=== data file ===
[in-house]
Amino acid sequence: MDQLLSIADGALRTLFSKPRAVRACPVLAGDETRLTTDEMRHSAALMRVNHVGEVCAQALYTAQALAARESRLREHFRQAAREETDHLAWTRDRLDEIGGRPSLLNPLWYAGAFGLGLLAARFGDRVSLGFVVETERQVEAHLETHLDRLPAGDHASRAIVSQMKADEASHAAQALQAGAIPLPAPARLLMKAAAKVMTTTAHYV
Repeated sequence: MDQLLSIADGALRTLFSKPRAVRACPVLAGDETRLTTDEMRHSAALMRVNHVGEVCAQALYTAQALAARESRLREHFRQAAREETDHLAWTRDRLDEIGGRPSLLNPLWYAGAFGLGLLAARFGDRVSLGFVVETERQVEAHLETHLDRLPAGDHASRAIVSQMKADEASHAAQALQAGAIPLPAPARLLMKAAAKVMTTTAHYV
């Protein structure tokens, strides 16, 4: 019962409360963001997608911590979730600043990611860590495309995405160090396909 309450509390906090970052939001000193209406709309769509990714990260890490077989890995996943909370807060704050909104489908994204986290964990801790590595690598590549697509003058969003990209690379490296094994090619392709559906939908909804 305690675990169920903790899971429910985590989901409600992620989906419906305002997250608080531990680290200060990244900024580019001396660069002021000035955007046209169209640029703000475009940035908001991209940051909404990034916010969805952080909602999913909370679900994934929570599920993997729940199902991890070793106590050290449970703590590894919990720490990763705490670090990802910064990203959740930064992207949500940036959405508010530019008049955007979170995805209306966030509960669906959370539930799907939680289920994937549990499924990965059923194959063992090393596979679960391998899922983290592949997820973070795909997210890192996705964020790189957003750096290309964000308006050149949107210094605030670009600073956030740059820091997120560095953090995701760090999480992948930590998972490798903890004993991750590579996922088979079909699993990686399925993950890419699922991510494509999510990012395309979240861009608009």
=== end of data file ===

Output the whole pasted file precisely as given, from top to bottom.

[in-house]
Amino acid sequence: MDQLLSIADGALRTLFSKPRAVRACPVLAGDETRLTTDEMRHSAALMRVNHVGEVCAQALYTAQALAARESRLREHFRQAAREETDHLAWTRDRLDEIGGRPSLLNPLWYAGAFGLGLLAARFGDRVSLGFVVETERQVEAHLETHLDRLPAGDHASRAIVSQMKADEASHAAQALQAGAIPLPAPARLLMKAAAKVMTTTAHYV
Repeated sequence: MDQLLSIADGALRTLFSKPRAVRACPVLAGDETRLTTDEMRHSAALMRVNHVGEVCAQALYTAQALAARESRLREHFRQAAREETDHLAWTRDRLDEIGGRPSLLNPLWYAGAFGLGLLAARFGDRVSLGFVVETERQVEAHLETHLDRLPAGDHASRAIVSQMKADEASHAAQALQAGAIPLPAPARLLMKAAAKVMTTTAHYV
């Protein structure tokens, strides 16, 4: 019962409360963001997608911590979730600043990611860590495309995405160090396909 309450509390906090970052939001000193209406709309769509990714990260890490077989890995996943909370807060704050909104489908994204986290964990801790590595690598590549697509003058969003990209690379490296094994090619392709559906939908909804 305690675990169920903790899971429910985590989901409600992620989906419906305002997250608080531990680290200060990244900024580019001396660069002021000035955007046209169209640029703000475009940035908001991209940051909404990034916010969805952080909602999913909370679900994934929570599920993997729940199902991890070793106590050290449970703590590894919990720490990763705490670090990802910064990203959740930064992207949500940036959405508010530019008049955007979170995805209306966030509960669906959370539930799907939680289920994937549990499924990965059923194959063992090393596979679960391998899922983290592949997820973070795909997210890192996705964020790189957003750096290309964000308006050149949107210094605030670009600073956030740059820091997120560095953090995701760090999480992948930590998972490798903890004993991750590579996922088979079909699993990686399925993950890419699922991510494509999510990012395309979240861009608009």